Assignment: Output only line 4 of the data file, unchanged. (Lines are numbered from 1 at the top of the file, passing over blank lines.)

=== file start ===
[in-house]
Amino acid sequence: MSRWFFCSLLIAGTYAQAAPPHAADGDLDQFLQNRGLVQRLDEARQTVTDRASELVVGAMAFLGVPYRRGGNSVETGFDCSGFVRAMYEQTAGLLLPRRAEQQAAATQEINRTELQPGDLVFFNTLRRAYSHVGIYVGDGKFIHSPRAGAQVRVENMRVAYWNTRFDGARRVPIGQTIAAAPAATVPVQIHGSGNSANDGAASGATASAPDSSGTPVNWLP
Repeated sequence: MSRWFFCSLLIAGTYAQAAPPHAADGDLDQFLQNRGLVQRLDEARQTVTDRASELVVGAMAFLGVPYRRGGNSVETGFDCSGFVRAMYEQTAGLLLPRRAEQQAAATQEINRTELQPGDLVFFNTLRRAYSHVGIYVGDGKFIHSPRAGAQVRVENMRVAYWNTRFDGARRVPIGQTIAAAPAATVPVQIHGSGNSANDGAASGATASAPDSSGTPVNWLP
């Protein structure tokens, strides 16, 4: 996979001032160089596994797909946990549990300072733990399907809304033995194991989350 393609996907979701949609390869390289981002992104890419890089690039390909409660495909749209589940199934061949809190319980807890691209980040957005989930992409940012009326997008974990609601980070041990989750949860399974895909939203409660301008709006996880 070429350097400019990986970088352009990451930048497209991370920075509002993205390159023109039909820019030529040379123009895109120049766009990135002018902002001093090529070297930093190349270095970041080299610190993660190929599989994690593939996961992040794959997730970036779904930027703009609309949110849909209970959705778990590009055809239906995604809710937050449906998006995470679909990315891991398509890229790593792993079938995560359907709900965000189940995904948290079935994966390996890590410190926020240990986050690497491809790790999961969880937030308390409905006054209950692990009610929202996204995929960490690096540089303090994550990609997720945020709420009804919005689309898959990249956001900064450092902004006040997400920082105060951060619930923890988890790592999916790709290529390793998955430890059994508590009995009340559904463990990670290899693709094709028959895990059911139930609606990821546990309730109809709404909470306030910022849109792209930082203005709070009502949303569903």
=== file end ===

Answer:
């Protein structure tokens, strides 16, 4: 996979001032160089596994797909946990549990300072733990399907809304033995194991989350 393609996907979701949609390869390289981002992104890419890089690039390909409660495909749209589940199934061949809190319980807890691209980040957005989930992409940012009326997008974990609601980070041990989750949860399974895909939203409660301008709006996880 070429350097400019990986970088352009990451930048497209991370920075509002993205390159023109039909820019030529040379123009895109120049766009990135002018902002001093090529070297930093190349270095970041080299610190993660190929599989994690593939996961992040794959997730970036779904930027703009609309949110849909209970959705778990590009055809239906995604809710937050449906998006995470679909990315891991398509890229790593792993079938995560359907709900965000189940995904948290079935994966390996890590410190926020240990986050690497491809790790999961969880937030308390409905006054209950692990009610929202996204995929960490690096540089303090994550990609997720945020709420009804919005689309898959990249956001900064450092902004006040997400920082105060951060619930923890988890790592999916790709290529390793998955430890059994508590009995009340559904463990990670290899693709094709028959895990059911139930609606990821546990309730109809709404909470306030910022849109792209930082203005709070009502949303569903």